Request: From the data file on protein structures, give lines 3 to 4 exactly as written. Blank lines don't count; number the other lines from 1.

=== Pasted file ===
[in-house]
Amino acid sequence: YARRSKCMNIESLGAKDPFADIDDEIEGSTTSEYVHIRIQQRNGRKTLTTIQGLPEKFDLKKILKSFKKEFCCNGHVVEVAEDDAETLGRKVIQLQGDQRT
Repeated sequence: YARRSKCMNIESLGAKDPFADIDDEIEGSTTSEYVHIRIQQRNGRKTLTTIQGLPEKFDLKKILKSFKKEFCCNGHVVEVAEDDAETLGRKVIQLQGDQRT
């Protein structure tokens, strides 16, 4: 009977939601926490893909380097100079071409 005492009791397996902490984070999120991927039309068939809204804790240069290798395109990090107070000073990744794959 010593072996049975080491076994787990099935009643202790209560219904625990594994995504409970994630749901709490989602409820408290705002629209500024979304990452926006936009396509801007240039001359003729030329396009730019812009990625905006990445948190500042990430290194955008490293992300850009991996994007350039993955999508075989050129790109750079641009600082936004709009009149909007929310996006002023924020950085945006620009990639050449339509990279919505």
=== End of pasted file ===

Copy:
Repeated sequence: YARRSKCMNIESLGAKDPFADIDDEIEGSTTSEYVHIRIQQRNGRKTLTTIQGLPEKFDLKKILKSFKKEFCCNGHVVEVAEDDAETLGRKVIQLQGDQRT
């Protein structure tokens, strides 16, 4: 009977939601926490893909380097100079071409 005492009791397996902490984070999120991927039309068939809204804790240069290798395109990090107070000073990744794959 010593072996049975080491076994787990099935009643202790209560219904625990594994995504409970994630749901709490989602409820408290705002629209500024979304990452926006936009396509801007240039001359003729030329396009730019812009990625905006990445948190500042990430290194955008490293992300850009991996994007350039993955999508075989050129790109750079641009600082936004709009009149909007929310996006002023924020950085945006620009990639050449339509990279919505």